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Sunday, May 18, 2008

China begins mourning as toll mounts

BEIJING, China (CNN) -- China on Monday began three days of national mourning as the death toll from last week's devastating earthquake mounted and rescue workers continued to search for survivors among the rubble.


A woman grieves for her lost mother in Beichuan, in China's southwest Sichuan province.

The national flag was lowered to half staff at 4:58 a.m. at Beijing's Tiananmen Square as 2,600 people watched the ceremony, state-run media reported.

By Sunday evening, the official death toll rose to 32,477, according to state-run media Sunday. Another 220,109 were wounded in the major quake, the Xinhua news agency said.

Few hopeful relatives were seen in Beichuan, near the quake's epicenter, with soldiers finding many more bodies among the ruins of buildings, The Associated Press reported. Aid teams sprinkled lime on the bodies and disinfected the area.

One bit of bright news came Monday: Two women were rescued after being trapped for nearly one week, Xinhua reported.

The two were found in the rubble of a collapsed building at a coal mine in Sichuan province, Xinhua reported.

Wu Hai, a rescue team leader from neighboring Yunnan province, said bodies were decomposing and "many of the limbs are broken off."

"There are definitely many more here. Locals here said several thousands have been buried here," he told The Associated Press.

But there were a few tales of rescues even six days after the disaster: at least 64 people have been pulled alive from debris.

A 53-year-old man was rescued in Yingxiu town in Wenchuan county near the epicenter 148 hours after the quake, Xinhua said Sunday. The effort took eight hours, the news agency said.

Several others were rescued Saturday by Chinese soldiers, their hands stained with blood from days of digging. More than 4,000 troops were sent to the disaster areas in Wenchuan.

Chinese officials said the three-day period of mourning will begin at 2:28 p.m on Monday, exactly one week after the quake struck the southwestern Sichuan province.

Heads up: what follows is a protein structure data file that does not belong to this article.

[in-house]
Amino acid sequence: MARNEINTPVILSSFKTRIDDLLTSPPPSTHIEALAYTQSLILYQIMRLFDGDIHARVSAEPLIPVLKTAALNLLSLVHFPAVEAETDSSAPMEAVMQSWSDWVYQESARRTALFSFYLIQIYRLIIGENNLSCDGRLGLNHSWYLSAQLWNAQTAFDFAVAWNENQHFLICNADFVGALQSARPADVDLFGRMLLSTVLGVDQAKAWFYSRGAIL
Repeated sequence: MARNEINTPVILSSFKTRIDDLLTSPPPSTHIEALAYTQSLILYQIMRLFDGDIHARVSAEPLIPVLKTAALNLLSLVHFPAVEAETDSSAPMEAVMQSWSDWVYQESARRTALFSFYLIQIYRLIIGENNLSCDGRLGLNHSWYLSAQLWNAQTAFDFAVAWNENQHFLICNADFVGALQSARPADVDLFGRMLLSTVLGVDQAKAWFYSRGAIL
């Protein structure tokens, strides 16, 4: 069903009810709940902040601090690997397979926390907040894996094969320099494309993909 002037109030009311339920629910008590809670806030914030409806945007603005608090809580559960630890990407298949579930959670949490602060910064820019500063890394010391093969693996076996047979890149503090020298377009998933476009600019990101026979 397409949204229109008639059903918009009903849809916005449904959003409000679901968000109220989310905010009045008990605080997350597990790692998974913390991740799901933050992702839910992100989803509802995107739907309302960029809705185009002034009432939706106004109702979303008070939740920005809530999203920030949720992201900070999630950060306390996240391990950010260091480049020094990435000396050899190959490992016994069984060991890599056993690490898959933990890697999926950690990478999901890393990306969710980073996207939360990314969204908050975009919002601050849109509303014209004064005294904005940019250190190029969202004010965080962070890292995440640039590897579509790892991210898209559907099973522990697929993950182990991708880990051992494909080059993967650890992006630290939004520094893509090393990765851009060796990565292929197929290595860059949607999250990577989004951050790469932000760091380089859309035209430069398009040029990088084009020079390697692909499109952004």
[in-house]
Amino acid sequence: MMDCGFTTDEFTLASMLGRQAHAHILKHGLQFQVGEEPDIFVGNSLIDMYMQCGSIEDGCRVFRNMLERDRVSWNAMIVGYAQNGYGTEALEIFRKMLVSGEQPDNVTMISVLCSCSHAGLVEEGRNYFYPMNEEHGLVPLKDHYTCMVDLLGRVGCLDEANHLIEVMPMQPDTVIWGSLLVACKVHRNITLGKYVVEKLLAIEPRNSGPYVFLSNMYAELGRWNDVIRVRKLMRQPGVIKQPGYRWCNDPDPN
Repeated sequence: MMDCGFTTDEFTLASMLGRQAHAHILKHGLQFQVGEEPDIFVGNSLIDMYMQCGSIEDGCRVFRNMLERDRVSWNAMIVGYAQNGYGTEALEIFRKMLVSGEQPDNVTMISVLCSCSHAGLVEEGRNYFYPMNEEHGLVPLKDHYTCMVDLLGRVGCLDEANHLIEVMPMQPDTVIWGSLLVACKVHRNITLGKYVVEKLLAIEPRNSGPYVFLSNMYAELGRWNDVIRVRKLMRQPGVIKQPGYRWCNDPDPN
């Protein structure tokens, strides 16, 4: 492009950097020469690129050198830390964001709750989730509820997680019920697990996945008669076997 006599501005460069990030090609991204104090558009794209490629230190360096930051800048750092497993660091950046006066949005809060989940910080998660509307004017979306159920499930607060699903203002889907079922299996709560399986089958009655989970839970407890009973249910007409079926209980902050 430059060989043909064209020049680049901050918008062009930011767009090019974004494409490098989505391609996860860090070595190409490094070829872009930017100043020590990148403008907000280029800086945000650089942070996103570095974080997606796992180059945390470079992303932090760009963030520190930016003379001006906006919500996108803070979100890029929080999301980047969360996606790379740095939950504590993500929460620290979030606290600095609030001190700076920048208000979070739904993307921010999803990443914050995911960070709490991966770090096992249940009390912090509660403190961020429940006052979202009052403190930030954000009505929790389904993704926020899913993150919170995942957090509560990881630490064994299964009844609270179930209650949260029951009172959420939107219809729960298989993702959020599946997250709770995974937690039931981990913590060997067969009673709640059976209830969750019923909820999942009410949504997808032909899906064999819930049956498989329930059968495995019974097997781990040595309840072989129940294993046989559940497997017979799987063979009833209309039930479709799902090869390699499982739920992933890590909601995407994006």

During that mourning period, the Olympic torch relay will be suspended, China's state-run television announced. The torch was going to be in the eastern cities of Ningbo and Jiaxing in Zhejiang Province on Monday, then in Shanghai on Tuesday and Wednesday.

China's state-run news agency Sunday announced that it increased the magnitude of the quake from 7.8 to 8.0. The U.S. Geological Survey measured the temblor at 7.9, which CNN has been reporting. The USGS figure remains unchanged as of Sunday.

The World Health Organization says it fears outbreaks of disease and urged quick action to supply clean water and proper hygiene facilities.

"Ensuring supply of food and safe drinking water and trying to restore good sanitation are critical because these are basic transmission routes for communicable diseases," Hans Troedsson, WHO's representative to China, told AP.

Chinese health officials have not reported any disaster-related outbreaks so far.

So far, almost 60 aid organizations from 13 countries were assisting in the aftermath of the quake. Among the countries are India, France, Singapore, the Philippines and the United States.

Two U.S. military planes landed in Chengdu Sunday with blankets, water and other relief supplies.

The first plane -- a C-17 cargo jet -- flew from a U.S. base in Hawaii, while the second flight came from Alaska, officials said. Video Watch as U.S. aid arrives in China »

Early Sunday, a strong aftershock rattled areas, while fears of flash flooding and landslides hindered rescue efforts.

Sunday's 5.7-magnitude aftershock shook the region near the border of Sichuan and Gansu provinces just after 1 a.m., the U.S. Geological Survey said.

Just hours earlier, concerns over a damaged dam and rising water levels at two lakes triggered the mass evacuation of 30,000 people -- including rescuers and journalists -- in at least 10 villages and townships, Chinese officials said.

People down-river from the quake-damaged Kuzhu dam in Beichuan county were ordered to leave the area Saturday afternoon over fears it might burst, according to Xinhua.


The two lakes were created when Monday's quake caused landslides that blocked the Qingjiang River in Qingchuan county. Both bodies of water have fast-rising water levels, prompting concerns of flooding, an official at the Guangyuan disaster relief center said.

Monday's quake was the worst tremor to strike China in three decades; a 1976 earthquake killed more than 250,000 people.


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